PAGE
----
Inauguration ‘Technology is of no use unless it comes to the reach and affordability of the common man,’ said Sri N Kiran Kumar Reddy, Hon’ble Chief Minister of Andhra Pradesh and Hon’ble chief guest, during the inauguration of the eighth edition of eINDIA 2012. The inauguration was also graced with the presence of Dr Killi Kruparani, Minister of State for Communication & IT, Government of India; Dr Raghuveera Reddy N, Minister of Revenue, Relief and Rehabilitation, Government of Andhra Pradesh; and Sri Ponnala Lakshmaiah, Minister for IT & Communication, Government of Andhra Pradesh, as Guests of Honour. Besides, M Samuel, IAS, Chief Commissioner of Land Administration and Special Chief Secretary, Hyderabad; J Satyanarayana, IAS, Secretary, Government of India; Sanjay Jaju, IAS, Secretary, IT & Communication, Government of Andhra Pradesh & eINDIA Programme Chair; Dr M P Narayanan, President, Elets Technomedia Pvt Ltd; and Ravi

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Gupta, CEO, Elets Technomedia Pvt Ltd and Convener of eINDIA 2012, were among the other dignitaries present at the eINDIA 2012 inaugural session.

Strategic deliberations & discussions Around 400 eminent speakers who provided their views across the spread of around 60 sessions based on a wide range of pertinent topics around the domains of Governance, Education & health in relation to Information & Communication Technology. Marked by eminent speakers from the government, academia and industry, the keynote and technical sessions of the conference had a series of interesting deliberations on multitude of issues, relating to present challenges and opportunities of e-Government in India, as well as abroad. The eGovernance summit witnessed eight sessions in the two days. The topics of panel discussions ranged from e-Governance in India; ICT Deployment in Public Safety & Security; Smart Cities; ICT in Energy & Transportation; Aadhaar based Service Delivery; From eSeva to Mee Seva: State Leadership Summit; ICT Usage by Public Sector Units; and ICT Usage in Financial Inclusion. Among the key speakers were J Satyanarayana, Secretary, Ministry of Communications & IT, Govt of India; Sanjay Jaju, Secretary, IT, Andhra Pradesh; R S Sharma, Director General & Mission Director, UIDAI; Rajesh Agarwal, Secretary, IT, Maharashtra; Bipul Pathak, Secretary, IT, J&K; Madhusudan Padhi, Secretary, IT, Odisha; Dr P V Ramesh, Principal Secretary, Department of Finance, Andhra Pradesh; V V V Satyanarayana, General Manager, Financial Inclusion Department, NABARD, Mumbai; and P H Kurian, Secretary, IT, Kerala. The achievements and benefits of Mee Seva and Aadhaar were the most emphasised points in the discussion panels.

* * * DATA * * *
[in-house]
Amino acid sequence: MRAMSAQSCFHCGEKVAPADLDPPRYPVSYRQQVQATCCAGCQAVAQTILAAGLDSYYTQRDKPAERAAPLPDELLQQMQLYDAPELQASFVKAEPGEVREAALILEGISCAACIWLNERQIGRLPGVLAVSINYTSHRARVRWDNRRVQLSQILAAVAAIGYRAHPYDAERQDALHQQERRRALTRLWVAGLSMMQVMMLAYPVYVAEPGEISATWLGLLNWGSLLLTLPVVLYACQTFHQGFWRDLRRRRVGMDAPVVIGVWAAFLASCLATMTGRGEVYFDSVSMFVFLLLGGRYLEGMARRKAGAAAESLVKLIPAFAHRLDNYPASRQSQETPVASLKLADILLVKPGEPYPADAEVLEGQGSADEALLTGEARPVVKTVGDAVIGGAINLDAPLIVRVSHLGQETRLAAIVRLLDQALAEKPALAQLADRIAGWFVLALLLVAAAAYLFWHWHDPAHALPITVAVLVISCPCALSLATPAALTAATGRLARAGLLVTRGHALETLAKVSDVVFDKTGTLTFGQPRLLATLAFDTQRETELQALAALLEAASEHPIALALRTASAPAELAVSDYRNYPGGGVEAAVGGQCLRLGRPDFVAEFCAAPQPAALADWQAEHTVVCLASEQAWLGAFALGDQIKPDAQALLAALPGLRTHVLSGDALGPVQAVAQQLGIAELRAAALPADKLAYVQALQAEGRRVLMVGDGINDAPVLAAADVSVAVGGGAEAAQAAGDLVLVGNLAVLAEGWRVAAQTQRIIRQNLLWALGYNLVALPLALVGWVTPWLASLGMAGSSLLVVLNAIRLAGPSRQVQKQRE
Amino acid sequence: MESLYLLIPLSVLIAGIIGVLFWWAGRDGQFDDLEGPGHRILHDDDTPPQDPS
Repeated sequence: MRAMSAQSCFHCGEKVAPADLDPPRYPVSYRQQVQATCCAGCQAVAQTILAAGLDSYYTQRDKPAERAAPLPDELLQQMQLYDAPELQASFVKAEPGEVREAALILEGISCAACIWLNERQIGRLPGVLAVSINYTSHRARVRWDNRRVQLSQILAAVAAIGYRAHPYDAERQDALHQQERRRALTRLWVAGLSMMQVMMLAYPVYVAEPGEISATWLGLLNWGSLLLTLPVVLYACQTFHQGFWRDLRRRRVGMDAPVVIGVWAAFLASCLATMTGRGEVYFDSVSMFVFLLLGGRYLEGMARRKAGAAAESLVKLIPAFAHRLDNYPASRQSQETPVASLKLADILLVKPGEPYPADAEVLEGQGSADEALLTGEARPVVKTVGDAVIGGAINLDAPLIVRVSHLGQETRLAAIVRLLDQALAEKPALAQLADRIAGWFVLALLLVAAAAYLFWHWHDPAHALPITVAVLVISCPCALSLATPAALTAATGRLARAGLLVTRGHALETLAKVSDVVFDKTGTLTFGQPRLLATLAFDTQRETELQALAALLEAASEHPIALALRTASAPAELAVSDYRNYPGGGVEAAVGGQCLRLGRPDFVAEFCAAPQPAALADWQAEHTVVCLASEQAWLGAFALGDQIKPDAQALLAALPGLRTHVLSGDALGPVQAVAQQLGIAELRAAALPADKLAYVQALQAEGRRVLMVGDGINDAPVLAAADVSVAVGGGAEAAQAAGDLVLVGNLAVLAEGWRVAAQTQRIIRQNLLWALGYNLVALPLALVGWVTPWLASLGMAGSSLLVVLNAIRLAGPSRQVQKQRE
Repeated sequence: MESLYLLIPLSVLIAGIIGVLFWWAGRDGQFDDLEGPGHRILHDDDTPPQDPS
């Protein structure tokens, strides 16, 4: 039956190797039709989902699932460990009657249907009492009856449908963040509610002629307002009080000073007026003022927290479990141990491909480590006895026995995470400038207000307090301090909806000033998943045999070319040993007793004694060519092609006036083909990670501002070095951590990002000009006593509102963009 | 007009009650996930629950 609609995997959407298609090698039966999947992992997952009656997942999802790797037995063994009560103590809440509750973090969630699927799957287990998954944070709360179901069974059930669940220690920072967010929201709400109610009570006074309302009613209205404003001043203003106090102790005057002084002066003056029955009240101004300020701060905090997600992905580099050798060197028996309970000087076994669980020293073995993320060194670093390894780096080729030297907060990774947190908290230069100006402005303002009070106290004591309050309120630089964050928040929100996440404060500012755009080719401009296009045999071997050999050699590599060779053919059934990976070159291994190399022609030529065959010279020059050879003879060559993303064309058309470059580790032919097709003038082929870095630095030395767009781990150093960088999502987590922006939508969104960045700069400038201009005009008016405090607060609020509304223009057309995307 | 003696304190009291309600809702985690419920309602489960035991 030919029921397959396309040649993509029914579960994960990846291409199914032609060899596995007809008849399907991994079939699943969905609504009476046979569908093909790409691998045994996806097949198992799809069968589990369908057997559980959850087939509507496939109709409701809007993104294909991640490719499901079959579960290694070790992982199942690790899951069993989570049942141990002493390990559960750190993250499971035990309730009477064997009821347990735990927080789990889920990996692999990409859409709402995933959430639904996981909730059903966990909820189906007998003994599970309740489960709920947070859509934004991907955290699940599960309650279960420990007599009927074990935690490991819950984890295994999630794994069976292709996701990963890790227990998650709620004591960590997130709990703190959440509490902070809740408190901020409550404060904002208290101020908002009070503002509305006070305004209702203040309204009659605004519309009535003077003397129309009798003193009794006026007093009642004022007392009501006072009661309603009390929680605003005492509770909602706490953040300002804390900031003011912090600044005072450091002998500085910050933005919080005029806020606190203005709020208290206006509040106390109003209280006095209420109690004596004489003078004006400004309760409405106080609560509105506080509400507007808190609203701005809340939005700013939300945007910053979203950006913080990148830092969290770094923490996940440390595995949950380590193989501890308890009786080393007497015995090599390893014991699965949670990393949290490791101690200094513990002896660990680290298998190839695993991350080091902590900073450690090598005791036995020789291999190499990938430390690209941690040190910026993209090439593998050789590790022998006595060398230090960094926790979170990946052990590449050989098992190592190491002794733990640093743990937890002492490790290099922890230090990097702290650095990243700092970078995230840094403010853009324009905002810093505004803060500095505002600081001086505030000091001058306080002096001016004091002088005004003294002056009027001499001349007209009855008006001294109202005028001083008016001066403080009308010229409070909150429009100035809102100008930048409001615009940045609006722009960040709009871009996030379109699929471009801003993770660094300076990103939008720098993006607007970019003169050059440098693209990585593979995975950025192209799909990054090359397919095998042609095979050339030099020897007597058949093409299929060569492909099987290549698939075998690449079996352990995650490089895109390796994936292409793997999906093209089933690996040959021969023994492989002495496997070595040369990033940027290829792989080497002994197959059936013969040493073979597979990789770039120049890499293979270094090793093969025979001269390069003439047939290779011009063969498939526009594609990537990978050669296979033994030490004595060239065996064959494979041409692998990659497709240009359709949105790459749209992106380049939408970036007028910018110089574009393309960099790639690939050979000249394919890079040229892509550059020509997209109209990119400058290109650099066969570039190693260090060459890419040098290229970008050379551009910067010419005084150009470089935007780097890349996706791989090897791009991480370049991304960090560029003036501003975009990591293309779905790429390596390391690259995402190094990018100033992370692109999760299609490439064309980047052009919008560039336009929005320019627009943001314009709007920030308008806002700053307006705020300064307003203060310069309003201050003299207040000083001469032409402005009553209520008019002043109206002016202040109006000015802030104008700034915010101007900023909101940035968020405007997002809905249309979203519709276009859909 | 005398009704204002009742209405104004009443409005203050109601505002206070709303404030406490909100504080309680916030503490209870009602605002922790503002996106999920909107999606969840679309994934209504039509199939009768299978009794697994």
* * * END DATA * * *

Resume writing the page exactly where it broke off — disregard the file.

From eSeva to Mee Seva Andhra Pradesh was celebrating the successful completion of one year of its flagship programme ‘Mee Seva’ at the sidelines of eIINDIA. Mee Seva is intended to deliver various G2C services, pertaining to revenue, registration, municipality, employment, education, police, education, social welfare and more. To mark this anniversary celebration, eINDIA 2012 organized a special session on ‘Mee Seva’ on 15 November 2012 observed as a Conclave